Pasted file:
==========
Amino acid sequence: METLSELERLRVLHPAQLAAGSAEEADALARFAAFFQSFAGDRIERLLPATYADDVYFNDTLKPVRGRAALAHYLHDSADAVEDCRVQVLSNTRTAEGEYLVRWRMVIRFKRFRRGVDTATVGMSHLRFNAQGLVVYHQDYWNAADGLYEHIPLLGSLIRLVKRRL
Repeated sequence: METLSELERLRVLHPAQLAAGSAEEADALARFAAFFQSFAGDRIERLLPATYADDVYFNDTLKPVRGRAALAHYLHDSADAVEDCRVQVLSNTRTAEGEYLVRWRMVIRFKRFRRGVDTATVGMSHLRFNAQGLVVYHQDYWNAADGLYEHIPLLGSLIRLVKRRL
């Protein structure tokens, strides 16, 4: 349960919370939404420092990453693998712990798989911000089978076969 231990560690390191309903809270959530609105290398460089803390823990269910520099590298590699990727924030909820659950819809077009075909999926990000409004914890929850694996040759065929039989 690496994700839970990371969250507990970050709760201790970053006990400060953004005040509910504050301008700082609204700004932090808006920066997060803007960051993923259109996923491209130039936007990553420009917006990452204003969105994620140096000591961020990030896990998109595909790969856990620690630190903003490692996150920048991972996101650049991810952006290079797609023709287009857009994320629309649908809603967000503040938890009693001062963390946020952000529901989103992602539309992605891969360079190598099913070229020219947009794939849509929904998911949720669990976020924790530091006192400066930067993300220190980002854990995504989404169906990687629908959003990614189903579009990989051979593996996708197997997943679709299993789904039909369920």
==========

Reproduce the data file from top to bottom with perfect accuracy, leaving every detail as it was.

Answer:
Amino acid sequence: METLSELERLRVLHPAQLAAGSAEEADALARFAAFFQSFAGDRIERLLPATYADDVYFNDTLKPVRGRAALAHYLHDSADAVEDCRVQVLSNTRTAEGEYLVRWRMVIRFKRFRRGVDTATVGMSHLRFNAQGLVVYHQDYWNAADGLYEHIPLLGSLIRLVKRRL
Repeated sequence: METLSELERLRVLHPAQLAAGSAEEADALARFAAFFQSFAGDRIERLLPATYADDVYFNDTLKPVRGRAALAHYLHDSADAVEDCRVQVLSNTRTAEGEYLVRWRMVIRFKRFRRGVDTATVGMSHLRFNAQGLVVYHQDYWNAADGLYEHIPLLGSLIRLVKRRL
């Protein structure tokens, strides 16, 4: 349960919370939404420092990453693998712990798989911000089978076969 231990560690390191309903809270959530609105290398460089803390823990269910520099590298590699990727924030909820659950819809077009075909999926990000409004914890929850694996040759065929039989 690496994700839970990371969250507990970050709760201790970053006990400060953004005040509910504050301008700082609204700004932090808006920066997060803007960051993923259109996923491209130039936007990553420009917006990452204003969105994620140096000591961020990030896990998109595909790969856990620690630190903003490692996150920048991972996101650049991810952006290079797609023709287009857009994320629309649908809603967000503040938890009693001062963390946020952000529901989103992602539309992605891969360079190598099913070229020219947009794939849509929904998911949720669990976020924790530091006192400066930067993300220190980002854990995504989404169906990687629908959003990614189903579009990989051979593996996708197997997943679709299993789904039909369920």